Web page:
Microsoft has launched an early-stage fund and incubator programme called Bing Fund for startups focusing on mobile and Web experiences and incorporating "fresh insights." Besides funding, the IT giant will offer various add-on services, such as providing subsidies to use Bing's APIs and giving access to technologies developed by Microsoft Research. Startups selected for this programme will also be mentored while companies located in Seattle will get work space in Bellevue campus (in a special section nicknamed the Bingcubator), a few miles away from the company's main Redmond campus.
According to Bing Fund site, it makes angel investments and works closely with startups to take their businesses to critical mass. It is also looking to partner with accelerators to find suitable candidates and may also accommodate repeat entrepreneurs. Although it is not a venture fund, Bing Fund will partner with the VC community.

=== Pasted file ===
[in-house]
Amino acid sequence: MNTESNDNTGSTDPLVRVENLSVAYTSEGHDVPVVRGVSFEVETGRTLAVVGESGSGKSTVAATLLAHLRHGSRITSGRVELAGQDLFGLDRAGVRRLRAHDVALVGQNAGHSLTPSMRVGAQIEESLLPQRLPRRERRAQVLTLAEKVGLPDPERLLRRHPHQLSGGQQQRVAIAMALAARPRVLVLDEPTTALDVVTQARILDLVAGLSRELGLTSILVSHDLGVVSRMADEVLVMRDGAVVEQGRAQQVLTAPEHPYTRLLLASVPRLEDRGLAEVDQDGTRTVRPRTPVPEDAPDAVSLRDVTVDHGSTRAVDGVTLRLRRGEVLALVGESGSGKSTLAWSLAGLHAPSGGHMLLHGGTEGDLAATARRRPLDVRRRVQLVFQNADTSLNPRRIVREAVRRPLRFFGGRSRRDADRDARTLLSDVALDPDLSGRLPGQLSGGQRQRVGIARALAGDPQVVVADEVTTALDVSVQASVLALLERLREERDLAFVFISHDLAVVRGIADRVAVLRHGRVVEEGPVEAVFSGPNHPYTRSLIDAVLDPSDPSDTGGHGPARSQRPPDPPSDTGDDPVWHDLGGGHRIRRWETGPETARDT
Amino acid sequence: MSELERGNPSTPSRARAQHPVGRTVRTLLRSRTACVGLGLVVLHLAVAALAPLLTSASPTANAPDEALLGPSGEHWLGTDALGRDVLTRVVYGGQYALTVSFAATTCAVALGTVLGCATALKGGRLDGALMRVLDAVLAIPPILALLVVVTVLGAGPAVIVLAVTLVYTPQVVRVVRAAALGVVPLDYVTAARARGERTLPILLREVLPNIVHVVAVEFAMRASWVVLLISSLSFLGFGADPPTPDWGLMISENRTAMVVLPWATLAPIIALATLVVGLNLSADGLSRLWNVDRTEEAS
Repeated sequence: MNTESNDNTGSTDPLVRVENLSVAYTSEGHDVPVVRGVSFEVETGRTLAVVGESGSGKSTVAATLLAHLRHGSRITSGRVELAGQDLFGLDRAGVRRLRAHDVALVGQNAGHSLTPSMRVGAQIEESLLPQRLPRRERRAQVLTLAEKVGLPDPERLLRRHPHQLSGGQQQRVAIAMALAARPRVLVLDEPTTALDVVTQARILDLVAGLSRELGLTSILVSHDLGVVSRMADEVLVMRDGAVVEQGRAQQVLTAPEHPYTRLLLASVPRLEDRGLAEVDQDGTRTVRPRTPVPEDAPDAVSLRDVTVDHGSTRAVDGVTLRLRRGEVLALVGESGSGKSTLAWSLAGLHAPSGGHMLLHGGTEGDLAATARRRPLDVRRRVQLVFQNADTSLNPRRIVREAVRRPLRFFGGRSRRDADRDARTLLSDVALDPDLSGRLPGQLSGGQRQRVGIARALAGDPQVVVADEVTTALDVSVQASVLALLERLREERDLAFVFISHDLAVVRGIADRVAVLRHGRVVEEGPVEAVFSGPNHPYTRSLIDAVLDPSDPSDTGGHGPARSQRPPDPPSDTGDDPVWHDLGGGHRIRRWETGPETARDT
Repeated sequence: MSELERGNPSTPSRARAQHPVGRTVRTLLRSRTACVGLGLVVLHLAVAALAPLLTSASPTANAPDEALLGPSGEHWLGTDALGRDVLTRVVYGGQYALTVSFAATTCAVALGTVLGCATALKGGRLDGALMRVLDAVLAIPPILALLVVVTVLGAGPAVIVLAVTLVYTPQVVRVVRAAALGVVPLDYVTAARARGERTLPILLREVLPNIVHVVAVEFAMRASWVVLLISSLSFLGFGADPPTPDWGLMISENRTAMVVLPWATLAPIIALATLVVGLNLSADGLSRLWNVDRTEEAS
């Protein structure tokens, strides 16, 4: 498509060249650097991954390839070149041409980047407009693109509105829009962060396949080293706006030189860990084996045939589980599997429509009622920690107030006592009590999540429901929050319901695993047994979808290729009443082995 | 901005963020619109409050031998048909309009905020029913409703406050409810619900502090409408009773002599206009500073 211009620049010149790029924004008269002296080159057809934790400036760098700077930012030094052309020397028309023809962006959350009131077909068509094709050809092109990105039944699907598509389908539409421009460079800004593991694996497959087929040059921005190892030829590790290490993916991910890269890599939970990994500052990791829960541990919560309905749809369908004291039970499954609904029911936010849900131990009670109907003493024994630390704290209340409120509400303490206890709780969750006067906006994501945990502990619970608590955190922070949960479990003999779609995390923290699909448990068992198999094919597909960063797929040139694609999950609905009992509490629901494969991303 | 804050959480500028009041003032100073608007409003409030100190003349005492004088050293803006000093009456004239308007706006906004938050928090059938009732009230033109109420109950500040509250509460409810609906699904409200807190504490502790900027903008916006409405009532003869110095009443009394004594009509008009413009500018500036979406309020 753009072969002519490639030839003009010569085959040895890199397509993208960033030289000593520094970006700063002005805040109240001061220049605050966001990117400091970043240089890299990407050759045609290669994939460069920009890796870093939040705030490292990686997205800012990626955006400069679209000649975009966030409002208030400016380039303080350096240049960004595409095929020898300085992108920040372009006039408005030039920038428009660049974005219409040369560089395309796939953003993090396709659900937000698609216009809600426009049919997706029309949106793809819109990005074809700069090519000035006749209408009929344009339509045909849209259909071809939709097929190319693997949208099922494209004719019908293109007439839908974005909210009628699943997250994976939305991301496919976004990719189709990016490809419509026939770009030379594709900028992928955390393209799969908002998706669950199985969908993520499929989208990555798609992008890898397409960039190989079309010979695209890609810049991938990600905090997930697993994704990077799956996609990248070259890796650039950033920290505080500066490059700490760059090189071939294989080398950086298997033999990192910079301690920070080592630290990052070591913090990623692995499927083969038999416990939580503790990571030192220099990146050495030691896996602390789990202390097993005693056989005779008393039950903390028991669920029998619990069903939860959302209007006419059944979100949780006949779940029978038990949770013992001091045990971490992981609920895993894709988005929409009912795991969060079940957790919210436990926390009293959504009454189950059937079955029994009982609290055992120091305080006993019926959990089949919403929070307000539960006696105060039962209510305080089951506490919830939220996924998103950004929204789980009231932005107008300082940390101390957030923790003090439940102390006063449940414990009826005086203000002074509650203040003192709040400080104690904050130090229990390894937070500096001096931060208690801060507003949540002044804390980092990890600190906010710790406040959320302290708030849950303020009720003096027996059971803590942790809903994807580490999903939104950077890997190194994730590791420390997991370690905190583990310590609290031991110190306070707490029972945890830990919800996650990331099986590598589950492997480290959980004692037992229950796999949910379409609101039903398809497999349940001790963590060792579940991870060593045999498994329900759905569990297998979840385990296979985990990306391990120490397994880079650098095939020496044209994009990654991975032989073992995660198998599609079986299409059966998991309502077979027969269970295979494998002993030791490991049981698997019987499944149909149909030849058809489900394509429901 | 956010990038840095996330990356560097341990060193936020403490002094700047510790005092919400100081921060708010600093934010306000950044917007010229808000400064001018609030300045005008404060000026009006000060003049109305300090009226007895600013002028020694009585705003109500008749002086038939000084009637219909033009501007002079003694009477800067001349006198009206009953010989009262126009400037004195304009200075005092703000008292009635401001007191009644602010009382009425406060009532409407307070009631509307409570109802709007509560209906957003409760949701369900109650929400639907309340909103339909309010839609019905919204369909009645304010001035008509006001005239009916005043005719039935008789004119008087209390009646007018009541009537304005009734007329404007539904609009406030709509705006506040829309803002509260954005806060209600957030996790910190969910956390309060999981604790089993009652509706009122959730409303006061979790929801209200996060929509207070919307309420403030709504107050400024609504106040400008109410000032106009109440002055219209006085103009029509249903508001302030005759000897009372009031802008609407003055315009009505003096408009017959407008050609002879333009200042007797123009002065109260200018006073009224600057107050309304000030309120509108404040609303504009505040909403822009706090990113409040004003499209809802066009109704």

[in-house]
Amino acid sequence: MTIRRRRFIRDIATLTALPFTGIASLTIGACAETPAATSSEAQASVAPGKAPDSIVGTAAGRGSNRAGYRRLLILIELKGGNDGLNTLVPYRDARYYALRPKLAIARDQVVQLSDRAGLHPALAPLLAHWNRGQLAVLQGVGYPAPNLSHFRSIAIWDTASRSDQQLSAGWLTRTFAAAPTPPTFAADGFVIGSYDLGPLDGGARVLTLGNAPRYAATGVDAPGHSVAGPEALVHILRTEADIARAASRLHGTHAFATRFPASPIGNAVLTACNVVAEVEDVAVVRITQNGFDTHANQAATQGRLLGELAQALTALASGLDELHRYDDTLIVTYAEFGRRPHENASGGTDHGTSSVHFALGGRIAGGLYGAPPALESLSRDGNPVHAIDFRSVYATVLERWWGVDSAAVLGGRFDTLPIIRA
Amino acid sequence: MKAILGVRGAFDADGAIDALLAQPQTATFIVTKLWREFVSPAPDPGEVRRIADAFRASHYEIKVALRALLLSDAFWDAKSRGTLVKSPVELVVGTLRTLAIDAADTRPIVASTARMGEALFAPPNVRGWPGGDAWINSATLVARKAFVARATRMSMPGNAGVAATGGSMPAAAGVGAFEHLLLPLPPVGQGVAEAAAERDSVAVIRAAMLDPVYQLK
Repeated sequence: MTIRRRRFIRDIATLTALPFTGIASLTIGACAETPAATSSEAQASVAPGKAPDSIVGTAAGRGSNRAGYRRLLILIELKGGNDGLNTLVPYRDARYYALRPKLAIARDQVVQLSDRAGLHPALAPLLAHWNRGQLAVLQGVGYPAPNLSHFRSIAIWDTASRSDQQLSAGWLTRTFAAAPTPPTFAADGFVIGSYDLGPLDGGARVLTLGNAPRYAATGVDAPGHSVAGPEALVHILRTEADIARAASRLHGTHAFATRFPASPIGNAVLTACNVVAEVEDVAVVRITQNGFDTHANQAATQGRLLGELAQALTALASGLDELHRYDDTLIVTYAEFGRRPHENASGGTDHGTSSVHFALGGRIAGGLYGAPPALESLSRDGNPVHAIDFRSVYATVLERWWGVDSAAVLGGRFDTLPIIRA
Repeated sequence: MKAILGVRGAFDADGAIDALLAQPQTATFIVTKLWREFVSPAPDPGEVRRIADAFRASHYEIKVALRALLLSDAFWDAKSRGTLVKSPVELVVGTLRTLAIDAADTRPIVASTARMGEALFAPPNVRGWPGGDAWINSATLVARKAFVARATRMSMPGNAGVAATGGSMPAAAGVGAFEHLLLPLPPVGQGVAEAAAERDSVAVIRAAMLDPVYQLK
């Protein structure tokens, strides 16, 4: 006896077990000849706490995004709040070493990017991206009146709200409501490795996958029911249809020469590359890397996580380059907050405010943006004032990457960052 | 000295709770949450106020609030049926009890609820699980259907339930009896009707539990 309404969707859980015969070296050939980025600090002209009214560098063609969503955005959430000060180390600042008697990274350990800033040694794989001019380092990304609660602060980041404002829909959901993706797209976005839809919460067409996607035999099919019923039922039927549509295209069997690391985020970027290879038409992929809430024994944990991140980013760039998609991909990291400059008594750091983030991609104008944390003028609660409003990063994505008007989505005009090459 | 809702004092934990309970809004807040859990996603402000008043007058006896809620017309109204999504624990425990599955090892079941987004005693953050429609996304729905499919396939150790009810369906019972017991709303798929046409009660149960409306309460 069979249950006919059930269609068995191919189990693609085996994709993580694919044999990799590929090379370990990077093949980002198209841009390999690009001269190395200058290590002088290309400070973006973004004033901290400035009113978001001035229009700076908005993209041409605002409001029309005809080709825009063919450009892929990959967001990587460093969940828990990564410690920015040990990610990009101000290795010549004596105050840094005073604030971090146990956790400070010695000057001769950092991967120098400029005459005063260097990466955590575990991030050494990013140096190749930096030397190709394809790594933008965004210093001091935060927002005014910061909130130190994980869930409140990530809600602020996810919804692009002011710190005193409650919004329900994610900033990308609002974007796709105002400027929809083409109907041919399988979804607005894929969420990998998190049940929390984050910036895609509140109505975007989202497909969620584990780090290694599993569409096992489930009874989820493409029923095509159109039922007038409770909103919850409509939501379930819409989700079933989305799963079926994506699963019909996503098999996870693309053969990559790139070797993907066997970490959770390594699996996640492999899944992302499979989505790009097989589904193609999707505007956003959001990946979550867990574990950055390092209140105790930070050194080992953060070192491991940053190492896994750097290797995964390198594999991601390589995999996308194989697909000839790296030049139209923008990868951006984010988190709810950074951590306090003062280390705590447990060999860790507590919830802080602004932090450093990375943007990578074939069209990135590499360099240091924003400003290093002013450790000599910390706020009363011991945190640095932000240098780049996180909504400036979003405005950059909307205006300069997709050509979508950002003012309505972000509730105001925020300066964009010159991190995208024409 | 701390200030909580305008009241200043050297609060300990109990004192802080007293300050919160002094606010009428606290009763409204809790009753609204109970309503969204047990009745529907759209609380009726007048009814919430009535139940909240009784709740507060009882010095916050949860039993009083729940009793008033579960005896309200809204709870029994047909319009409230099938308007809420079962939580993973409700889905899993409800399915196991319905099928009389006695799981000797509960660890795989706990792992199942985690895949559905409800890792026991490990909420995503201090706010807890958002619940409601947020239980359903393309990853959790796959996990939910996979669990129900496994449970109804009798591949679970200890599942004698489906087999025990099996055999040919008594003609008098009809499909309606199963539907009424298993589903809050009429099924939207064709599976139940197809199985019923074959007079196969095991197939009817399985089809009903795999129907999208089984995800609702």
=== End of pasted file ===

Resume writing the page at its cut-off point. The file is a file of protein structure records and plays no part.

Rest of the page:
The new fund will focus on just a few startups at a time and as companies graduate, new ones will be accepted to fill their spots. Microsoft will invest around $50,000-$100,000 in early-stage startups through standard convertible notes. Also, for a period of 4-8 months, it will provide advice, design and development help, and discounted access to Microsoft's Azure Data Marketplace APIs. Startups will be also introduced to potential partners or customers.
Other two funds run by Microsoft are Microsoft Accelerator for Windows Azure and BizSpark. While BizSpark is open to all privately held software startups which are less than three years old and generate less than $1 million in annual revenue, Microsoft Accelerator for Windows Azure is more suitable for first-time entrepreneurs. On the other hand, the Bing Fund is better suited for startups which are not as established as the BizSpark crowd, but still have gained some momentum and possess business plans.
Is there a possibility that Microsoft would buy some of the startups incubated at Bing Fund? "While we can't make any guarantee, acquisition is always a possibility," the website says.
(Edited by Sanghamitra Mandal)